penfity for renown in martial exploits, have made fruit

ful countries a wildernefs, cities a defolation, and empires fcenes of flaughter; this unnatural appetite drags the parent from his family, the children from their parents, renders the widow defolate, the children farthęrlefs, and the father without offspring. Hence it becomes glorious to thirft for blood, an honour to fpoil our neighbours, and the dignity of men to live by rapine. It is magnanimity to fall at the command of princes ; and to return mạimed from battle, though in an unjult caufe, is accounted bravery in the lowest individual. By giving falfe names and epithets to things, and by frequently repeating them as matters of the highest importance, they at laft leave an impression which becomes a principle of aćtion in the minds of fuch as do not examine them.

The present war in Ameriça feems to have proceeded from two general causes; an exceflive defire of dominion in government, and an exceeding great

jealoufy in the people of the colonies, of ministerial designs against their natural rights and liberties. It cannot be disputed that the legislature in Great Britan, as well as the executive power, by modern flatutes of parliament, which had all the appearance of felfishness, and domination, gave fufficient

ground of jealousy to the colonies. From the pretence of expences and difburfements, laid out for the

defence

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defence of America, the government of the mother country claimed a right of internal taxation, unknown to the English constitution ; and proceeded to frame new laws, which in their own nature declared that the fole right of legislation remained in the parliament of England. In this cafe the subjects of the empire in that western part of the world were confidered, not as other fubjećts, but as vaffals, under absolute authority, to a legislature, in which they had none to reprefent them, and who were not under fufficient obligations to pay regard to their intereft. The late war with France and Spain, had added an enormous weight of debt to our former national burdens, and the peace that was but lately concluded had given us an addition of territory, without making us any richer than we were before. As foon as peace gave the nation time to reflećt, it was found that the flattering ideas of conquest could not remove the feelings, which the pressure of fo many millions of debt, had impressed on our national conftitution. It was expećted that our debts would have been leffened, our taxes reduced, and our burdens lightened; but the hot fever of war had fo relaxed the folids of the body politic, and weakened the whole frame of the conftitution, that the nation foon after the ratification of the peace, appeared in the fecond stage of a confumption. The condućtors of the last stages of the war, who had only proceeded upon the plan which a minister, the glory of his country, had formed before, were obliged ignominiously to drop it, for want of credit and capacity to carry it on; and ratified a peace as inglorious as the war had been fuccessful. Though an indifferent peace is preferable to even a fuccessful state of war, yet when a nation is laden with a burden of enormous debt, contraćted for its own defence againít a perverfe ene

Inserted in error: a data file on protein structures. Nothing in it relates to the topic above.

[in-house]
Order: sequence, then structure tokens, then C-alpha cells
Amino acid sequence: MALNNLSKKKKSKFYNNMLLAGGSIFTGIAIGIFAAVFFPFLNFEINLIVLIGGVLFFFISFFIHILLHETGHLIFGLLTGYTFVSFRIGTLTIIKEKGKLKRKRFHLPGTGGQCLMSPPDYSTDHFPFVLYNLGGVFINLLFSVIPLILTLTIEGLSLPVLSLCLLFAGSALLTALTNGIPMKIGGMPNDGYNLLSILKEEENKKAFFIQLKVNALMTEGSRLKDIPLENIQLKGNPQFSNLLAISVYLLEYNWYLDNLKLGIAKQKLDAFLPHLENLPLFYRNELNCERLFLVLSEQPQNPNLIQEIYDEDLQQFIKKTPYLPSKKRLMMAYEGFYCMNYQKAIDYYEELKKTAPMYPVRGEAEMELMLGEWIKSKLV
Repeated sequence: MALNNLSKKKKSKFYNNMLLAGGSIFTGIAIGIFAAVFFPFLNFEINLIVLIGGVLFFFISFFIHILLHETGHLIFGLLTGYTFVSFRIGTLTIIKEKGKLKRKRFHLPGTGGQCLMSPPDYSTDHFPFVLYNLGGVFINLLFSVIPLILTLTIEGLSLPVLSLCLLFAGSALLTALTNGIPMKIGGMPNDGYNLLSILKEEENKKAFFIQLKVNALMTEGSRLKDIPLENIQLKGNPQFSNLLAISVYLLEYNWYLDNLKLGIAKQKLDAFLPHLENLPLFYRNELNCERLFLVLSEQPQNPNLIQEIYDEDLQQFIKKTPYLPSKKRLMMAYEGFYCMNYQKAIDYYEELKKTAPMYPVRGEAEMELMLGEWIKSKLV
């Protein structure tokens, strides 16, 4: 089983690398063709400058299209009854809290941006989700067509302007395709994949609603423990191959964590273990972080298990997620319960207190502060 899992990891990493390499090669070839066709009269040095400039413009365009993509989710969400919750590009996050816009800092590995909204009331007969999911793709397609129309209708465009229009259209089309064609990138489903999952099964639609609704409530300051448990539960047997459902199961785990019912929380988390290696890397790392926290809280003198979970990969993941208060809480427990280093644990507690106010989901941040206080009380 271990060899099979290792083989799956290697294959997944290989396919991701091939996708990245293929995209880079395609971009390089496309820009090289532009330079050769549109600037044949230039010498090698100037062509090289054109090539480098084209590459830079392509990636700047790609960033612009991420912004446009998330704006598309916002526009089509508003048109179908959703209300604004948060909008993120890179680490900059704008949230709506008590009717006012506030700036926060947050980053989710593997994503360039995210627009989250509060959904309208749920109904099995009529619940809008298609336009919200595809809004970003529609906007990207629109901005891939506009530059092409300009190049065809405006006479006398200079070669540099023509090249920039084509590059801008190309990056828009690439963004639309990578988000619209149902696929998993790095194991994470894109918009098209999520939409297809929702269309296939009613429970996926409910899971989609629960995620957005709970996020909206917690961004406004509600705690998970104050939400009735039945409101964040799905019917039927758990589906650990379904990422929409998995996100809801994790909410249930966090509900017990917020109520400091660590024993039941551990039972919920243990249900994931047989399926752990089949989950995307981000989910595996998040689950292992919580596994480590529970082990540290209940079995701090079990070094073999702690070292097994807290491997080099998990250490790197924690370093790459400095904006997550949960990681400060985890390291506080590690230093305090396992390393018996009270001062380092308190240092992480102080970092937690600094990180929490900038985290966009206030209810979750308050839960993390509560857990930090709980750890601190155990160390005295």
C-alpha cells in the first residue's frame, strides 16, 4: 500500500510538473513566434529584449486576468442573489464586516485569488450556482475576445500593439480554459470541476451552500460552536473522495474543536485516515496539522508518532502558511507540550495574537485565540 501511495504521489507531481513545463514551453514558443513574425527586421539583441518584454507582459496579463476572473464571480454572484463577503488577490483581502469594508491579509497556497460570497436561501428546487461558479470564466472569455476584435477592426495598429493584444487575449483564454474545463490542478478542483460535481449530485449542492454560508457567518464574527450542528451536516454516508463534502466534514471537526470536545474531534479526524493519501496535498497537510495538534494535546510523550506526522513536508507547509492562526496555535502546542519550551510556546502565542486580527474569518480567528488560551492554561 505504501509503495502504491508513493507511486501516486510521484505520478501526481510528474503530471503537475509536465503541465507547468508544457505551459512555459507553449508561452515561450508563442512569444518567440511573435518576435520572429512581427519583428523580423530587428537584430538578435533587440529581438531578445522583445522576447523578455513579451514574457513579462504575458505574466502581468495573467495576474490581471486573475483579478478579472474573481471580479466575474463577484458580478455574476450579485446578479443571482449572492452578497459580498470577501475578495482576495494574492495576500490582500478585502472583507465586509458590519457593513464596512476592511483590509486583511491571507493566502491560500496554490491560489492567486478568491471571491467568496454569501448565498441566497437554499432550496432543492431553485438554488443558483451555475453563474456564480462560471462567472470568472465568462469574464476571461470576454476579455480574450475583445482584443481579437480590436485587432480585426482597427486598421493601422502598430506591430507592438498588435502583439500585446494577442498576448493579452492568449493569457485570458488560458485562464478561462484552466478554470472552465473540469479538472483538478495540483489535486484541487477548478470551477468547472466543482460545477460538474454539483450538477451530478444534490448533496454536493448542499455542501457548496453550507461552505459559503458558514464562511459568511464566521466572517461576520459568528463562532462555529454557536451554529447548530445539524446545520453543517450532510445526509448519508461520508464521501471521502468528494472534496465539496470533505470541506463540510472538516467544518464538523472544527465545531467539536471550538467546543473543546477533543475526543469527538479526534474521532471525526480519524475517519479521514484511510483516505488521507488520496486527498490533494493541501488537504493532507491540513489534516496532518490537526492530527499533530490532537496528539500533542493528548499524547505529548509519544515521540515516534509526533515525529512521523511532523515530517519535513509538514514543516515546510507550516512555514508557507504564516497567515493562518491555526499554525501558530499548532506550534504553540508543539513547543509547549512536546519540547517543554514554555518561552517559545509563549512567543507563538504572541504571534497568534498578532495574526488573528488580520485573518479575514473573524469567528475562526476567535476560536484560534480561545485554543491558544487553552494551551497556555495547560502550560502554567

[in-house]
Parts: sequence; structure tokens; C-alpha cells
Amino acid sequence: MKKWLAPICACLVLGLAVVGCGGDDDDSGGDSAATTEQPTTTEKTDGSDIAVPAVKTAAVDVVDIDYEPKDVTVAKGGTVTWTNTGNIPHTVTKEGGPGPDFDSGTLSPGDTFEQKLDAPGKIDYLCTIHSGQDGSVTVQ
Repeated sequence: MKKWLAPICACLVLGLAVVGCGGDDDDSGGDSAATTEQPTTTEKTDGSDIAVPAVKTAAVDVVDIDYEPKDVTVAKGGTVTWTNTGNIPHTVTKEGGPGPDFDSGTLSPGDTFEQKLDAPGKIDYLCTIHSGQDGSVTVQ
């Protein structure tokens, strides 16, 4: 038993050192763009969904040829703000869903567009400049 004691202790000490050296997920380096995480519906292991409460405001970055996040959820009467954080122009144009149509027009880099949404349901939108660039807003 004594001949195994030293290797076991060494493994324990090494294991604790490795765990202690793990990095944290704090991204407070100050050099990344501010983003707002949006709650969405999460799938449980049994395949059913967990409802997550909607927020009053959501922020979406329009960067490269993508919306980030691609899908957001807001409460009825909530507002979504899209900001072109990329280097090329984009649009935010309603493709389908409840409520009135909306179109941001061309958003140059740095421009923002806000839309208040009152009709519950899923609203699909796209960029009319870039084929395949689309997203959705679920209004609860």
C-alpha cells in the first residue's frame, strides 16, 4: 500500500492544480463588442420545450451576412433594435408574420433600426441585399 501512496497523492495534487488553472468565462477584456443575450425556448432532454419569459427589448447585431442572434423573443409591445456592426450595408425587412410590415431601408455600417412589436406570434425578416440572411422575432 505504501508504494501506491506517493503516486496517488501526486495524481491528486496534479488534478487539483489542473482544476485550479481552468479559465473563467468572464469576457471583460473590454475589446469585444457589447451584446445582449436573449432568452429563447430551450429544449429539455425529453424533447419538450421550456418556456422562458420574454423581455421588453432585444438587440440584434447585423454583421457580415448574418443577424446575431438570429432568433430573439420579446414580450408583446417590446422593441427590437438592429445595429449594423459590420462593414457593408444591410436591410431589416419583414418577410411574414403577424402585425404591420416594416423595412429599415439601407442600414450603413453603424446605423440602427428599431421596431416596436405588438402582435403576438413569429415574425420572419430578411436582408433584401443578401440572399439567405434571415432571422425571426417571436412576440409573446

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my, wisdom and political prudence, will certainly vindicate a nation, in making their enemies, when they are in their power, pay as much of the debt contraćted as it is possible to obtain from them. The negotiators of the peace were confidered by the nation as men unfriendly to the common intereft, and perfons, who, when they were fenfible of their incapacity to carry on the war, were determined to conclude a peace, with as much advantage to their own private intereft as poffible. Demands which might have protraćted a war, which they neither had genius nor credit to carry on, were industriously avoided, and the more mild requifitions of private douceurs were fupposed to have been adopted. Whether this jealousy of the nation proceeded from a fufpicion founded in distruft, or from fignatures which implied moral certainty, I will not pretend to determine; but it was the general opinion of the people at that period, that the French ministry purchafed the peace, and that fome perfons of no small diftinćtion in England, received the price thereof. What gave more weight to thefe fufpicions of the people on this occafion was, that their favourite minister, who had recovered the nation from disgrace, and exalted it to an high pitch of glory and renown, had forfome time been difplaced, through the influence of the royal favourite, who now was fupposed to manage all the fprings of government. It is fo feldom that a prime minister is univerfally esteemed, that when fuch a phænomenon happens in the political world, it muft be an unpopular aćtion in a fovereign, to turn him out of office, without fetting forth fome conspicuous aếts of his mal-administration. The whole tranfaćtions concerning the peace, being carried on by men of different complexions and characters from their former minister, afforded ground of fufpicion